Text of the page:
The building blocks of compelling arguments

Do you get convinced by spreadsheets with inarguable and objective facts? Imagine a talk where the presenter lists facts, from behind a lectern, at a comedy conference. It is hard to picture this would sway the listeners. What does it take to create a compelling and convincing talk?

5 min read


By Håvard Hvassing


December 23, 2020

Consider the following talk, commenting on the Covid-response

When Dr. Michael J. Ryan starts talking, we believe him. We trust what he is saying. He doesn’t list facts or numbers, but his very being, his tone of voice, his demeanour and his authenticity, all of this works to his advantage to create a compelling argument.

We believe him, even though most of us has never heard of him before, let alone heard him talk or know about his credentials as a world health official.

"The purpose of presenting or giving talks, is to convey a thought or opinion for the listener to take to heart."

In order to create compelling arguments and convince the audience, the presenter must seem credible. Credibility comes from competence on the subject, his/her perceived moral character and the good will of the listeners.


Ethos is the perceived moral character of you as the presenter, in the eyes of the audience. Consider Dr. Michael J. Ryan. Even before you started watching the above video, you start making an opinion about the person talking. We look for identifiers and markers by instinct. The person in the above video is introduced as Dr. Michael J. Ryan, he is wearing a blue shirt and a dark suit. What he is about to say is in all likelihood important, as the banner at the bottom states, in capital letters, that this is breaking news. He is sitting in front of a blue backdrop with the WHO-logo.

This introductory ethos, all that we ascribe to the presenter, is a part of your argument or your talk. The listeners will have preconceptions based on how the conference introduces you, your title, your employer, and so on, so forth.

There are many ways to establish ethos, such as describing your years of working within the field, the number of hours volunteered, or personal experience with the issue at hand.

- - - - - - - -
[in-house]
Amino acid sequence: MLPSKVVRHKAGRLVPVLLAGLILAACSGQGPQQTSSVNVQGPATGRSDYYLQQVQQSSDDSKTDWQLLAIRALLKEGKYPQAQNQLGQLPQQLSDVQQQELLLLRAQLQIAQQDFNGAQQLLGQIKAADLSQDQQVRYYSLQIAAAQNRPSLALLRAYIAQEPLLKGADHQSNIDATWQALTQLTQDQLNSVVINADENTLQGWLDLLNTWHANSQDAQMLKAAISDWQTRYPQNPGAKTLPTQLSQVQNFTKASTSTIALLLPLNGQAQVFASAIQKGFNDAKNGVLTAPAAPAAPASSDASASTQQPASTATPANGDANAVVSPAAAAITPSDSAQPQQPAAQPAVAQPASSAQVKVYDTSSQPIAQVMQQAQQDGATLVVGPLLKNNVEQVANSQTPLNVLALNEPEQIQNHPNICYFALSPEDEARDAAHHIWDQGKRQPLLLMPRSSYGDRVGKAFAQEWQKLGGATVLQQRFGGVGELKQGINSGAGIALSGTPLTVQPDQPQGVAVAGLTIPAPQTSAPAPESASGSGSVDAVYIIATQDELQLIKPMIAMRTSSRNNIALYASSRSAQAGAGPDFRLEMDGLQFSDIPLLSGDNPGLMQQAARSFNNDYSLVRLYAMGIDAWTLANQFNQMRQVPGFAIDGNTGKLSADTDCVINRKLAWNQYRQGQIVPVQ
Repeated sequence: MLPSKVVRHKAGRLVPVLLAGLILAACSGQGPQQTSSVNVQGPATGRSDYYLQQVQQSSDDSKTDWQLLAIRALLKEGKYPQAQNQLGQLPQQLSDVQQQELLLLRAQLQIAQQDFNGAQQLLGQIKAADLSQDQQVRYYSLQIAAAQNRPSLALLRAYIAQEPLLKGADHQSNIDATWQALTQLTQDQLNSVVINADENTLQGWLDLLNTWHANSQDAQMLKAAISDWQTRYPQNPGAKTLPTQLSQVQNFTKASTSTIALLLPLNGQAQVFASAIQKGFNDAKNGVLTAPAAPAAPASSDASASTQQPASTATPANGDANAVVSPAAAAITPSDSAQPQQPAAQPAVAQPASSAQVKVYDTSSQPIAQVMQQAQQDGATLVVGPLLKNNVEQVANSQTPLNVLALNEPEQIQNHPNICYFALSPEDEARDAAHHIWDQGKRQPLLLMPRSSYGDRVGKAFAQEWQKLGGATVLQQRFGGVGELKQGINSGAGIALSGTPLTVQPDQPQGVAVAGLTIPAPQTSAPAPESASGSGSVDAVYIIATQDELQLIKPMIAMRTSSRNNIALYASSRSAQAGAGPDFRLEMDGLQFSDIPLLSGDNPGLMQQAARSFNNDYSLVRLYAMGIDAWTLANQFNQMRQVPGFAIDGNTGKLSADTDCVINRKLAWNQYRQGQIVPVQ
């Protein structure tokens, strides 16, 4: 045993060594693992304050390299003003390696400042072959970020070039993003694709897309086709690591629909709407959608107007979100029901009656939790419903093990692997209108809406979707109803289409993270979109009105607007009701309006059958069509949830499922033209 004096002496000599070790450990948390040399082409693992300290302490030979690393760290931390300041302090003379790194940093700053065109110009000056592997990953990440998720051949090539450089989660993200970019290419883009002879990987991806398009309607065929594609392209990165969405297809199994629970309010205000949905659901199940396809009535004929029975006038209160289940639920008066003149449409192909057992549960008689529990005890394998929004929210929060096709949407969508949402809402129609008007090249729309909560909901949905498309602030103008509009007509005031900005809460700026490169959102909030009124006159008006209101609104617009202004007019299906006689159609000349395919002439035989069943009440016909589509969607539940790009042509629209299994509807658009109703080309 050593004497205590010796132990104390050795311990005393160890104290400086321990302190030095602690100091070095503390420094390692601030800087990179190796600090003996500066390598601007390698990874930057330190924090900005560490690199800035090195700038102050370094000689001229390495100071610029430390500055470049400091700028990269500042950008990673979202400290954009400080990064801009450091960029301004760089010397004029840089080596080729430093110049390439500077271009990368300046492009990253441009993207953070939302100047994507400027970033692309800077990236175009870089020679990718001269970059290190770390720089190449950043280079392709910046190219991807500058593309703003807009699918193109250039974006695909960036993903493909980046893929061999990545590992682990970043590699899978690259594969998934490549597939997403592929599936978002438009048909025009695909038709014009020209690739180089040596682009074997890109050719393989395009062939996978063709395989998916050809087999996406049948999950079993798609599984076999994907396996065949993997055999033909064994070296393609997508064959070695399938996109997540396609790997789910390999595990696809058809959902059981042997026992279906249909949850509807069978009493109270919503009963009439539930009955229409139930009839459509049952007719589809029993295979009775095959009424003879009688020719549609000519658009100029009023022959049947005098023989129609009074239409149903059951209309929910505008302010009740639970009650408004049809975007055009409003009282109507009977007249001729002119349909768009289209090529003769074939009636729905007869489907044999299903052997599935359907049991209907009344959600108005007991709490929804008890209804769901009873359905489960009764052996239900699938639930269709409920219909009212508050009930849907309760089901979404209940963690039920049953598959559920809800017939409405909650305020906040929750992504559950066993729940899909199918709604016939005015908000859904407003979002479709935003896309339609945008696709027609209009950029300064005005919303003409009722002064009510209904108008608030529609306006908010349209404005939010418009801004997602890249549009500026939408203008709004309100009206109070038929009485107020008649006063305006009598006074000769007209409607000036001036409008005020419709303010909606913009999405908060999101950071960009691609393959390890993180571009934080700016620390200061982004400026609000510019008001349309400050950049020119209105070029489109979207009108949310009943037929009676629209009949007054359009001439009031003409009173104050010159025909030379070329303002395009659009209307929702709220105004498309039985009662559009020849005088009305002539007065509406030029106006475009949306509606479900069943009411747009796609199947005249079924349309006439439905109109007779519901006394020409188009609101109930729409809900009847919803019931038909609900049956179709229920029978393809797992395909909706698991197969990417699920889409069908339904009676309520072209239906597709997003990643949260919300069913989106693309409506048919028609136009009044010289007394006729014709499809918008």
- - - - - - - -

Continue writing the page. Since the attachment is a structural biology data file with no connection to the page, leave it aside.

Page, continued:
Next you need your logical appeal, all that can be counted, measured and otherwise perceived to be true. Here you are turning to sense and reason. This involves taking your audience with you on a journey to see the same facts and truths as those you hold, helping them see your way of reasoning.

When Dr. Michael J. Ryan says "you need to react quickly", he is basing that on the learnings from dealing with the Ebola outbreak. He is effectively saying that what worked the last time will also work this time. He is able to do this because of his credibility as a source, his ethos, but also because he begins with saying "what we have learned from the Ebola outbreaks is that…".

For this to work, he needs the audience to remember the Ebola epidemic and the consequences of that. It requires that the audience shares a frame of reference and has at least some knowledge about the current state of the Ebola outbreak.


Pathos is the appeal to emotions and where you move to action. Creating will to act. This works to balance out the logos-part, requiring you to appeal both to reason and to emotions.

When people are talking about winning the “hearts and minds”, pathos is the heart. Stirring emotions about the subject at hand, in order to encourage action. Be it to act fast or dare to be wrong.

There is little doubt that Dr. Ryan is passionate about the topic at hand.


The setting of the presentation, the meeting, the talk. The time and place of it all. Kairos is about being aware of the rhetorical situation you are in.

A press conference, as in the clip above, is an entirely different setting from an informal meeting with a new client. This matters, and has great impact on what your listeners are expecting, and what they are willing to accept.

This also means that you are able to deliver your talk with good rhythm and in tune with your audience.

Dr. Michael J. Ryan, starts the clip above with running through a list of bullet points in fast order.

  • You need to react quickly
  • You need to go after the virus
  • You need to stop the chain of transmission
  • You need to engage with communities […]
  • You need to be coordinated
  • You need to be coherent

Before changing pace (about 43 seconds in)

"Anyone who is involved in emergency response will know this [short pause] If you need to be right before you move [longer pause] you will never win."

The change in pace underlines the importance of what he is about to say. There is no doubt that what comes after the short, first pause, will be important. As listeners, we edge to the front of our seats, awaiting what comes next.

While this can seem daunting and like many things to consider, remember that your credibility is one of the most important factors in all this. As we have seen in the example above, the process of establishing credibility begins before uttering a word, or even entering the stage.

Being authentic and with a genuin passion for what you are talking about is probably the best advice to create compelling arguments and a convincing talk.